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Apple news: Chinese workers’ rights the focus again

BEIJING, China — Workers at a Chinese factory believed to make electronic components for tech giants like Apple and Nokia are back on the job after a violent strike to protest what they believe was deadly on-the-job exposure to toxic chemicals.

According to accounts from employees and Chinese state-run media, about 2,000 of the 10,000 employees at Wintek’s Suzhou-based factory staged a violent walkout earlier this month when they heard their year-end bonuses has been eliminated.

Tensions at the plant, located about two hours from Shanghai, were simmering for months over the deaths of several workers last summer. Protesters said they believe four co-workers died from exposure to a toxic chemical, hexane, used in LED screen production. Angry strikers vandalized factory equipment and riot police were called in.

“The truth has been hidden from public view. There are people dying from long-term exposure to the (toxin) used in the factory but no one is paying attention to that. There needs to be further investigation,” the official China Daily newspaper quoted a worker surnamed Zhu, who took part in the protest, as saying.

Neither Wintek, which is based in Taiwan, nor Apple, responded to requests for comment. Labor and tech groups say the factory makes touch screens for Apple products, including the iPhone.

China Daily reported that during a local government press conference on the matter, officials said there were no reports of unnatural deaths at the factory. They also said more than 40 factory workers suffered from chemical exposure and were treated and released.

In a written press release, Wintek did not address the chemical poisoning allegations but said workers were mistaken that their bonuses had been canceled. The bonuses will be issued at Chinese New Year in February, not in December, it said.

“Following discussions between the company and employees that were held with the assistance of (the) local government, the issue was settled and there was no effect on production capacity or production line operations,” the company said.

In a five-part series, GlobalPost last year investigated and exposed widespread labor abuses within the Taiwan-based Wintek, chronicling the company’s long history with questionable labor practices in China and elsewhere.

Wintek’s refusal to address the toxins issue seemed to feed the factory rumor mill. Employees 750 miles away at Wintek’s Dongguan electronic components factory said Monday they heard rumors about unusual deaths in Suzhou, and many were worried about their own health.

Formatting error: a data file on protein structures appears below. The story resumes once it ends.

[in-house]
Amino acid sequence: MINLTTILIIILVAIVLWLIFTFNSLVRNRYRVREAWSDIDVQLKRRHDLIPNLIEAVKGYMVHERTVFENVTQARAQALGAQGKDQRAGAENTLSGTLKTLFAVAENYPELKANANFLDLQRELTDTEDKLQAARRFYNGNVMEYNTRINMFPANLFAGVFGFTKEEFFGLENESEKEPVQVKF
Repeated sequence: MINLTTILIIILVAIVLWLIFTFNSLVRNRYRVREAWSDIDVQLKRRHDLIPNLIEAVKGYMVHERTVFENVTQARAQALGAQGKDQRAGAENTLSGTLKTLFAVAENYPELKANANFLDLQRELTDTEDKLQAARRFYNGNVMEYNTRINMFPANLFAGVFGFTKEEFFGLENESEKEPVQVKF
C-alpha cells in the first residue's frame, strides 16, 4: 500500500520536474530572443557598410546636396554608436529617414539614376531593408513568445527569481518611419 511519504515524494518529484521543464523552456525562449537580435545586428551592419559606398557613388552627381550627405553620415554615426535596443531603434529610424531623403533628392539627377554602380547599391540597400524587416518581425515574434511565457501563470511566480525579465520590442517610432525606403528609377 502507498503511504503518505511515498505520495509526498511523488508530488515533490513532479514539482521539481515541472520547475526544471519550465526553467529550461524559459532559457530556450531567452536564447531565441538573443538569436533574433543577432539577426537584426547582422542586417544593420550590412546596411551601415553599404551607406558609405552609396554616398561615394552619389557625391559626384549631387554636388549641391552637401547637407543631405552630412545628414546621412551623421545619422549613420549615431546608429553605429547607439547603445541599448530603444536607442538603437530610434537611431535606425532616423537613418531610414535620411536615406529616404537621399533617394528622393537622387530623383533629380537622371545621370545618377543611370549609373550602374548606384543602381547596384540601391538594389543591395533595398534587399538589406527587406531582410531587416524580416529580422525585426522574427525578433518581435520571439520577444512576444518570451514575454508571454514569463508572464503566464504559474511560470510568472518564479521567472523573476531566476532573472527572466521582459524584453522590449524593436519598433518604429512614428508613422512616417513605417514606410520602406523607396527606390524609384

“We heard a girl died in a strange manner from chemicals at the Suzhou factory, but we weren’t allowed to talk about it,” said an employee of the Dongguan factory who didn’t want his name used. “They said anyone who talked about it would be fired.”

Debby Chan, a project manager for the Hong Kong-based Students and Scholars against Corporate Misbehavior (SACOM), has helped investigate ongoing problems at Wintek factories. Chan said a lack of transparency and information provided to factory workers made the situation in Suzhou escalate.

“The factory stopped using hexane for cleaning their touch panels, but we’ve heard the workers are still very worried, which reflects a lack of training for workers about health and safety,” said Chan. “There’s also a lack of trust between workers and management.”

Wintek is one of many subcontractors used by well-known brands in the process of making electronics. Workers at subcontracting factories like the one in Suzhou and Dongguan often don’t know who they’re making parts for, and typically have no means to complain to the larger brands about labor violations and poor working conditions. Wintek workers, however, did complain directly to Apple last year about bad working conditions.

Despite better laws, labor violations are rampant across China, especially as companies have cut costs amid declining orders during the global financial crisis. Contracting and subcontracting factories to make electronics piece-by-piece muddies the supply chain, and makes accountability a tricky thing.

Apple’s own internal audits chronicle a pattern of labor violations at factories it uses, including widespread wage and hour violations.

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